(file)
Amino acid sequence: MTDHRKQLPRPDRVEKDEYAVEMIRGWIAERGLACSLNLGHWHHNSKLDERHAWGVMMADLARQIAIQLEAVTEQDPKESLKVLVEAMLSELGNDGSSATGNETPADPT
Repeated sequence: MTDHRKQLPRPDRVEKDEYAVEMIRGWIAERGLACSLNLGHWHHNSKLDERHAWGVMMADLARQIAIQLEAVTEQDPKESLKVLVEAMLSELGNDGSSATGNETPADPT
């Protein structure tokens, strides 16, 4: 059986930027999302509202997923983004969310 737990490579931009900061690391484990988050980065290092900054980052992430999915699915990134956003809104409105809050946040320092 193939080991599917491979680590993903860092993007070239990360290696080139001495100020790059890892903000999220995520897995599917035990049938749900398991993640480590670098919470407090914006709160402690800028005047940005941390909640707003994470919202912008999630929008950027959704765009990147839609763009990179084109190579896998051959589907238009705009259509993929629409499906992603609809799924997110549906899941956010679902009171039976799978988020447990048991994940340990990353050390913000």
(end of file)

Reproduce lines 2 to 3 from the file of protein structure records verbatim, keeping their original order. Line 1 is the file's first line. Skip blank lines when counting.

Repeated sequence: MTDHRKQLPRPDRVEKDEYAVEMIRGWIAERGLACSLNLGHWHHNSKLDERHAWGVMMADLARQIAIQLEAVTEQDPKESLKVLVEAMLSELGNDGSSATGNETPADPT
């Protein structure tokens, strides 16, 4: 059986930027999302509202997923983004969310 737990490579931009900061690391484990988050980065290092900054980052992430999915699915990134956003809104409105809050946040320092 193939080991599917491979680590993903860092993007070239990360290696080139001495100020790059890892903000999220995520897995599917035990049938749900398991993640480590670098919470407090914006709160402690800028005047940005941390909640707003994470919202912008999630929008950027959704765009990147839609763009990179084109190579896998051959589907238009705009259509993929629409499906992603609809799924997110549906899941956010679902009171039976799978988020447990048991994940340990990353050390913000």